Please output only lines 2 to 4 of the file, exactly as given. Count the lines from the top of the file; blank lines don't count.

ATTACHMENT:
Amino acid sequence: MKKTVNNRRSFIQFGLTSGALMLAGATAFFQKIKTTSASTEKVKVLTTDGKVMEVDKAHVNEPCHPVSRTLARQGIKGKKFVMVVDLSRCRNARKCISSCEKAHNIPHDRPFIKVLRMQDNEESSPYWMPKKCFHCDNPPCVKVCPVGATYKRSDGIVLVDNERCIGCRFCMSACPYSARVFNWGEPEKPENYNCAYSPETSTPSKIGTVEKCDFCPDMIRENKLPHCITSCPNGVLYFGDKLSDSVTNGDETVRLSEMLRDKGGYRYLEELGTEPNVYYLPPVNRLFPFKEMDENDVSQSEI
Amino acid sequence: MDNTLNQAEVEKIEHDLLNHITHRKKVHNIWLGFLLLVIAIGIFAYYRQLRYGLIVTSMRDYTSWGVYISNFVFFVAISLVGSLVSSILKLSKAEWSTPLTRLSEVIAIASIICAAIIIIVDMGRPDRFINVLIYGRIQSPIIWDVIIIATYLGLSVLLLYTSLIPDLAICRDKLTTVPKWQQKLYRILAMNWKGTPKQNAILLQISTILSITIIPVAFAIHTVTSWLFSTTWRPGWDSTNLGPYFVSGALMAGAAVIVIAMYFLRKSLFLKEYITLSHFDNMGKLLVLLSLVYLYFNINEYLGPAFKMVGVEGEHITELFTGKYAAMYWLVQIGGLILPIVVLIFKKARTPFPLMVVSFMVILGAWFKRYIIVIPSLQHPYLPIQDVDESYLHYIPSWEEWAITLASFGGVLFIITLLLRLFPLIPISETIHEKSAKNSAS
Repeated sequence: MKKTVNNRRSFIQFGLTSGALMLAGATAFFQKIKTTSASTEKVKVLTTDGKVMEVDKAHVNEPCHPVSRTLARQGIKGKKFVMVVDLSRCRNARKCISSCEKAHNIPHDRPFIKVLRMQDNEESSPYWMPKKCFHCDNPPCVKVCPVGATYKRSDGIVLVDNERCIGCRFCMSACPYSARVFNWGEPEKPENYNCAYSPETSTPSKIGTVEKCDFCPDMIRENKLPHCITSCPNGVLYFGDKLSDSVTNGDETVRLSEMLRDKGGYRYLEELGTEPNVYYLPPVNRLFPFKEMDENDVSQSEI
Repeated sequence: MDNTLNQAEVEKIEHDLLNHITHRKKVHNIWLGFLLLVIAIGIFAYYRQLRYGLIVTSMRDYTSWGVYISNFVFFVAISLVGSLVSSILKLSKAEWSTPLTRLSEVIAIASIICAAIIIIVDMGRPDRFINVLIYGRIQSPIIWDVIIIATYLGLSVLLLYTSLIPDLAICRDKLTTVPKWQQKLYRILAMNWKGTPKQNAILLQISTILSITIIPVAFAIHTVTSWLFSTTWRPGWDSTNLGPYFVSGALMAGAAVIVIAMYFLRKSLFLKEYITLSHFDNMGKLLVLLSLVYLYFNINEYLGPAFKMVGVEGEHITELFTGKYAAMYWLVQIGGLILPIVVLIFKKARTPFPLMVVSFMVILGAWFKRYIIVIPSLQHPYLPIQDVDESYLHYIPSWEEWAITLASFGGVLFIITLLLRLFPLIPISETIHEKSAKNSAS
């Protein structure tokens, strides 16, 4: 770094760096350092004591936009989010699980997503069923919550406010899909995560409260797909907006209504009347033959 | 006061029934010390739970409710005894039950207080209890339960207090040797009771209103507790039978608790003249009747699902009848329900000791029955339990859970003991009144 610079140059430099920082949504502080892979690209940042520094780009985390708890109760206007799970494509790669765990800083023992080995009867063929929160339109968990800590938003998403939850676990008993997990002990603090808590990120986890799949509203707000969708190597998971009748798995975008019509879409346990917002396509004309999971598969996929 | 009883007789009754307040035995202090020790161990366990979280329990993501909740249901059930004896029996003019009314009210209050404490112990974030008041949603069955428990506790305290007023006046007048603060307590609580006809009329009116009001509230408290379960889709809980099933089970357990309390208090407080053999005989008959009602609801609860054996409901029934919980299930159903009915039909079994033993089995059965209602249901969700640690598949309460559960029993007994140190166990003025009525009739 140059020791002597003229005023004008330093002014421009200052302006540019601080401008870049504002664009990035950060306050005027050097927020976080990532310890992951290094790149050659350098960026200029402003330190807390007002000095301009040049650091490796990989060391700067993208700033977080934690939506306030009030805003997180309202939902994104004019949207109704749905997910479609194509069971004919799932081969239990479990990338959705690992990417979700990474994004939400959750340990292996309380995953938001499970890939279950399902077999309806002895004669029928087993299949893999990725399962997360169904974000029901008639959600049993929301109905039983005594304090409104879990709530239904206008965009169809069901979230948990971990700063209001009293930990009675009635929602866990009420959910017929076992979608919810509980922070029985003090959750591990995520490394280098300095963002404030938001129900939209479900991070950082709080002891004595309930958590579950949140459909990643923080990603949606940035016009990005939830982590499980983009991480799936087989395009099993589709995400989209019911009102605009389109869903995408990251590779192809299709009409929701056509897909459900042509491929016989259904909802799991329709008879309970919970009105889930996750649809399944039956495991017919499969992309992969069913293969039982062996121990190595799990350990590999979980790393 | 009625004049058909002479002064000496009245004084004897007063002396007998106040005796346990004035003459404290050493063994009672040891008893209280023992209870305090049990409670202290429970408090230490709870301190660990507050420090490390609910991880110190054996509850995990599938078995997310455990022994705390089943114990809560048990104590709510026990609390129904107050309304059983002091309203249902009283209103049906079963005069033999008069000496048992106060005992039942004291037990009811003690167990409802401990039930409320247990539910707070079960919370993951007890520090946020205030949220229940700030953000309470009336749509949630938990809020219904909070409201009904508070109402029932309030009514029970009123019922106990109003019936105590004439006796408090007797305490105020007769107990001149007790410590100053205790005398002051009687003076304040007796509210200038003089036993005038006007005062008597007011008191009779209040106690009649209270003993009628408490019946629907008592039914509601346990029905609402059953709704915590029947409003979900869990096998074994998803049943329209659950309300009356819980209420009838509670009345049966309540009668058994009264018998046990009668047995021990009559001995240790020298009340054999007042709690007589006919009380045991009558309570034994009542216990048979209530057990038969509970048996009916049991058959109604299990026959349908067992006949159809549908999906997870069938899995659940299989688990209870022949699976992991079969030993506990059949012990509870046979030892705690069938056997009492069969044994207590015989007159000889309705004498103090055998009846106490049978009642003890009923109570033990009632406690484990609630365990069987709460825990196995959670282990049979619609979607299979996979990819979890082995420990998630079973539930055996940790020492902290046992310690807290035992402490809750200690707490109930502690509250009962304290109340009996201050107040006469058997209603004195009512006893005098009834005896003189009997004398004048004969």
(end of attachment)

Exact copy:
Amino acid sequence: MDNTLNQAEVEKIEHDLLNHITHRKKVHNIWLGFLLLVIAIGIFAYYRQLRYGLIVTSMRDYTSWGVYISNFVFFVAISLVGSLVSSILKLSKAEWSTPLTRLSEVIAIASIICAAIIIIVDMGRPDRFINVLIYGRIQSPIIWDVIIIATYLGLSVLLLYTSLIPDLAICRDKLTTVPKWQQKLYRILAMNWKGTPKQNAILLQISTILSITIIPVAFAIHTVTSWLFSTTWRPGWDSTNLGPYFVSGALMAGAAVIVIAMYFLRKSLFLKEYITLSHFDNMGKLLVLLSLVYLYFNINEYLGPAFKMVGVEGEHITELFTGKYAAMYWLVQIGGLILPIVVLIFKKARTPFPLMVVSFMVILGAWFKRYIIVIPSLQHPYLPIQDVDESYLHYIPSWEEWAITLASFGGVLFIITLLLRLFPLIPISETIHEKSAKNSAS
Repeated sequence: MKKTVNNRRSFIQFGLTSGALMLAGATAFFQKIKTTSASTEKVKVLTTDGKVMEVDKAHVNEPCHPVSRTLARQGIKGKKFVMVVDLSRCRNARKCISSCEKAHNIPHDRPFIKVLRMQDNEESSPYWMPKKCFHCDNPPCVKVCPVGATYKRSDGIVLVDNERCIGCRFCMSACPYSARVFNWGEPEKPENYNCAYSPETSTPSKIGTVEKCDFCPDMIRENKLPHCITSCPNGVLYFGDKLSDSVTNGDETVRLSEMLRDKGGYRYLEELGTEPNVYYLPPVNRLFPFKEMDENDVSQSEI
Repeated sequence: MDNTLNQAEVEKIEHDLLNHITHRKKVHNIWLGFLLLVIAIGIFAYYRQLRYGLIVTSMRDYTSWGVYISNFVFFVAISLVGSLVSSILKLSKAEWSTPLTRLSEVIAIASIICAAIIIIVDMGRPDRFINVLIYGRIQSPIIWDVIIIATYLGLSVLLLYTSLIPDLAICRDKLTTVPKWQQKLYRILAMNWKGTPKQNAILLQISTILSITIIPVAFAIHTVTSWLFSTTWRPGWDSTNLGPYFVSGALMAGAAVIVIAMYFLRKSLFLKEYITLSHFDNMGKLLVLLSLVYLYFNINEYLGPAFKMVGVEGEHITELFTGKYAAMYWLVQIGGLILPIVVLIFKKARTPFPLMVVSFMVILGAWFKRYIIVIPSLQHPYLPIQDVDESYLHYIPSWEEWAITLASFGGVLFIITLLLRLFPLIPISETIHEKSAKNSAS